Oracle Corp. wants to hook you up with all the answers via its most recent technology vision, based around data hubs that feed into one huge, centralized database. The Redwood Shores, Calif., company announced the first of this hub series, the Customer Data Hub, 14 months ago.
Its an ambitious vision, encompassing everything from stopping terrorists at the border to hooking pancake restaurant customers up with guaranteed response times to complaints.
But at least one critic, The CDI (customer data integration) Institutes Aaron Zornes, says that Oracles hub vision is mostly fluff.
Whatever technology is out there, Zornes says, is mostly built on precursor technology such as Oracles data engine—known as TCA (Trading Community Architecture)—or OCO (Oracle Customers Online).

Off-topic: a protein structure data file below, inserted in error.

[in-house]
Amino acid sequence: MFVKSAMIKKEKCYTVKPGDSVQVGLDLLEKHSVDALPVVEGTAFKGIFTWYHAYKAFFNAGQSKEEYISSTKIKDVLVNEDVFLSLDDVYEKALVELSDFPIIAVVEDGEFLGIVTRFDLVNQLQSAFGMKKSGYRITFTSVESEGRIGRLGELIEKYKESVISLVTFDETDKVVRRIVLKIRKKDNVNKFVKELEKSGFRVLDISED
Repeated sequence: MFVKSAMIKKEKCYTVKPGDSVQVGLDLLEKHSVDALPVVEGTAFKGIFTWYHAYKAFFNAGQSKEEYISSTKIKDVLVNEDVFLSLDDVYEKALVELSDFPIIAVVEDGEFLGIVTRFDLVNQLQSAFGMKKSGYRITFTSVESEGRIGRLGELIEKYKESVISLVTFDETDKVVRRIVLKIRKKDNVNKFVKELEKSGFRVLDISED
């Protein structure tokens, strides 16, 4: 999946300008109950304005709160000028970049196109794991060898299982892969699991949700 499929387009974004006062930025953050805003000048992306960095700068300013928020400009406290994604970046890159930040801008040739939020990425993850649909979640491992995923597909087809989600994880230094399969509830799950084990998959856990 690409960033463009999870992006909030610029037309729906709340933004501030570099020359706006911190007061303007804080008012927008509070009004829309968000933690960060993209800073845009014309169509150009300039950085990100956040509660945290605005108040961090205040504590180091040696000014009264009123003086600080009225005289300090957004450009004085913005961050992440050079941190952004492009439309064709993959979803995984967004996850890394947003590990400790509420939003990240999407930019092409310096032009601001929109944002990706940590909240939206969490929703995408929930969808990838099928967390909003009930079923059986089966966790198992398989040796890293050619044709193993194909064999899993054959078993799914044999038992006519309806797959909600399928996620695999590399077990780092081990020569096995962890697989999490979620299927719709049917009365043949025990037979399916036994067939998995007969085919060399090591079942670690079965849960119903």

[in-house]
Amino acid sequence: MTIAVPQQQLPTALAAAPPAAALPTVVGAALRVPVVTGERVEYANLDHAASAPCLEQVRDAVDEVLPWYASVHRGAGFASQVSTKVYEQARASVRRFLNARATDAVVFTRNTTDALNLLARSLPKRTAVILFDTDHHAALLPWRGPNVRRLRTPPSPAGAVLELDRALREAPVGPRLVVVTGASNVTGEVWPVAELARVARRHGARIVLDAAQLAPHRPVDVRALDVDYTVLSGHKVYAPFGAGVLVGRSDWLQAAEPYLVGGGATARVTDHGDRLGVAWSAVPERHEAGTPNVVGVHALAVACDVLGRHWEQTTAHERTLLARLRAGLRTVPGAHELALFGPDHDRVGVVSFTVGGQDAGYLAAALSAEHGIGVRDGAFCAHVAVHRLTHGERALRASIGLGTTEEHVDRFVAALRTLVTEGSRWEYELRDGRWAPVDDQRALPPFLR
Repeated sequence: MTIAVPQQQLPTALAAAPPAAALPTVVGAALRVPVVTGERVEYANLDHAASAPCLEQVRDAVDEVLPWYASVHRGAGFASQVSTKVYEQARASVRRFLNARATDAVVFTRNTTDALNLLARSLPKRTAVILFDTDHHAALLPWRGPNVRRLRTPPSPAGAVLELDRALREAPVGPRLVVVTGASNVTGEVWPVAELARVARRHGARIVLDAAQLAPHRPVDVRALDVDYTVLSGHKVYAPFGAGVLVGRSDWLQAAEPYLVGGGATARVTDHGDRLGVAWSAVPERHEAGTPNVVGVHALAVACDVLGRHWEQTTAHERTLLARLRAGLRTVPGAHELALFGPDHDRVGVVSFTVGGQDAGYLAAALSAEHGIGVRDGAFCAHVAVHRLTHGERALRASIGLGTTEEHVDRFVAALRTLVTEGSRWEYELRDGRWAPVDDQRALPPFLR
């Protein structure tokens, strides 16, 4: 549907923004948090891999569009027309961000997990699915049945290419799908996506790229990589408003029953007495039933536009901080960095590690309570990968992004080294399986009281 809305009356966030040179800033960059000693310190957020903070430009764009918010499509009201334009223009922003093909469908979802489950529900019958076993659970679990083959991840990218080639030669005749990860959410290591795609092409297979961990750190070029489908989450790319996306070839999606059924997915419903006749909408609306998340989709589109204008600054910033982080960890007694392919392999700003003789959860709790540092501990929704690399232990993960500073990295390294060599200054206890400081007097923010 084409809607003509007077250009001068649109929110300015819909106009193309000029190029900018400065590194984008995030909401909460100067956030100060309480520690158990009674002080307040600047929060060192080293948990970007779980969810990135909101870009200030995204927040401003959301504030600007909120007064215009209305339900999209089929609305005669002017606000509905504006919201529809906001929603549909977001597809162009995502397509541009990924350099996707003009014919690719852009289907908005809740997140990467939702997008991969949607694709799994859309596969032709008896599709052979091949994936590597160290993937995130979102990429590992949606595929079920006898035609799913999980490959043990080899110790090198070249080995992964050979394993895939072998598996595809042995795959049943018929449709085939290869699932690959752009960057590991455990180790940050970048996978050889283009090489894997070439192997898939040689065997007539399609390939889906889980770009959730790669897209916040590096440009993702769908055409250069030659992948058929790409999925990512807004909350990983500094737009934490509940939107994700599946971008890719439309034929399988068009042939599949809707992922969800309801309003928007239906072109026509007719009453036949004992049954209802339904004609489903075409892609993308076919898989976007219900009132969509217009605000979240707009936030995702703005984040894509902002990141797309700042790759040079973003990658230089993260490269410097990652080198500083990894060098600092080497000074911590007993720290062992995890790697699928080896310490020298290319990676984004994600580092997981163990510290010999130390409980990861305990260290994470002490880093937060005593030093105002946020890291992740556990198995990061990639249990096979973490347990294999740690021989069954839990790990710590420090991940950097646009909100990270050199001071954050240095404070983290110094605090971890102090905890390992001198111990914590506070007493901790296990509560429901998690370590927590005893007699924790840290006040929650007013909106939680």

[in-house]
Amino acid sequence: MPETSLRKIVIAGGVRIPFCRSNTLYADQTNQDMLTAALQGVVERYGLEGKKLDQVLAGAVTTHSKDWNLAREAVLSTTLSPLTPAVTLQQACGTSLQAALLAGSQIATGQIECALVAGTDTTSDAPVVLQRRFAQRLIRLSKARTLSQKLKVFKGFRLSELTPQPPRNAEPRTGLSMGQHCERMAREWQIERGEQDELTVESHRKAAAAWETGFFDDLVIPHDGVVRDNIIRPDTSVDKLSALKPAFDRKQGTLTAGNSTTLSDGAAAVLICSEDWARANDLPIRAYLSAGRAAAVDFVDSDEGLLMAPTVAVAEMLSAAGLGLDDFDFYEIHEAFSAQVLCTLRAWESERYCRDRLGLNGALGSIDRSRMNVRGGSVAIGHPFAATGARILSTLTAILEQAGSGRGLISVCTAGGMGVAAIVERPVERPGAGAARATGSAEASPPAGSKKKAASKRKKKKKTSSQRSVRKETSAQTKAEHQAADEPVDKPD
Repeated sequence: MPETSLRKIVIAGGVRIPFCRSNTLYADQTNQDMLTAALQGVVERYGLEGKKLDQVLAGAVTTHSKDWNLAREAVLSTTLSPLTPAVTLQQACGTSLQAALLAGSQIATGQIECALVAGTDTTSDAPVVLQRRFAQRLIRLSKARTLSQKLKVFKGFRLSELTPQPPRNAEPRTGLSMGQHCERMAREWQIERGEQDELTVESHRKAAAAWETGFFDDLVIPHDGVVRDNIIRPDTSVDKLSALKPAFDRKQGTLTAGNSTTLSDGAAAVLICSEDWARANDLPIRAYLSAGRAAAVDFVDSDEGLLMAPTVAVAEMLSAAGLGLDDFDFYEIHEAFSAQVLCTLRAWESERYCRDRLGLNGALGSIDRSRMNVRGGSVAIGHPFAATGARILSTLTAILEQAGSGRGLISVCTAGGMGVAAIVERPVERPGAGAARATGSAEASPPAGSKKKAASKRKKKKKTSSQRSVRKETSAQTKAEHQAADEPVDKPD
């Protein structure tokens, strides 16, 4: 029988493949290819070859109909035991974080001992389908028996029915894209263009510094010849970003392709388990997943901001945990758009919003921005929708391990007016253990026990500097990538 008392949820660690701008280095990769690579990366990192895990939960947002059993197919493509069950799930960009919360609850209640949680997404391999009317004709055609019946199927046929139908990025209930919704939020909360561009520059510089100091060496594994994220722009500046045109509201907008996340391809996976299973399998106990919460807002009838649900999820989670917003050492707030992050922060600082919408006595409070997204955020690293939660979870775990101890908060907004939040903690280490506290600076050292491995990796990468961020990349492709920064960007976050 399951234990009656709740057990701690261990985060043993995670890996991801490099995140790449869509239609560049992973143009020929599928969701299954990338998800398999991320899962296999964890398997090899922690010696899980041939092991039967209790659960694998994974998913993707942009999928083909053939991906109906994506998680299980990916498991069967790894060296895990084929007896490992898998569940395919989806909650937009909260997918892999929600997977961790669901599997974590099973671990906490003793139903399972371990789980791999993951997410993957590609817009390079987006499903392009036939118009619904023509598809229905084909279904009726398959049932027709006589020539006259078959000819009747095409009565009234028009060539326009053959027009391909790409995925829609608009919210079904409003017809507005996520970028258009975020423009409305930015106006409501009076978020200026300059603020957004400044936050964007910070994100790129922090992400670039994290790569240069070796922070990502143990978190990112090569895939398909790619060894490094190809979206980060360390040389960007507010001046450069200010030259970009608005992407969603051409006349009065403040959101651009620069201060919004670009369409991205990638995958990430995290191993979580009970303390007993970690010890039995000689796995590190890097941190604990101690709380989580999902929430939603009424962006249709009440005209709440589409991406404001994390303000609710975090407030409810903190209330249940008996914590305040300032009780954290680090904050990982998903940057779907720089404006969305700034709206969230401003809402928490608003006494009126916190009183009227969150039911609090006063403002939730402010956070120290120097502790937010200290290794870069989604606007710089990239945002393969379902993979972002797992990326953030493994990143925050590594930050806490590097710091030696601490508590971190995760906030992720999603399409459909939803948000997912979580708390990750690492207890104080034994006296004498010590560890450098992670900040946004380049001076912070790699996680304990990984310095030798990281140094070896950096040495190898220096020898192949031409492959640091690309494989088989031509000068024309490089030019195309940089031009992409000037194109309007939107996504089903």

Oracles CDH hasnt been proved scalable, Zornes contends, nor is much of anybody using it except Type A shops that can build it themselves. Moreover, with no formal training until recently, it doesnt even qualify as a product, Zornes maintains.
Ouch, ouch and double-ouch. eWEEK.com Database Editor Lisa Vaas recently got Oracle Senior Director of Customer Data Hubs Peter Heller on the line to dig a little deeper into where exactly Oracles hub technology is at, as well as to answer some of Zornes charges.
One of the complaints about Oracles approach to CDI is its too broad: that Oracle is missing the crucial vertical industry insight of a product such as the financial industry has with DWL Customer, for example. Whats your response?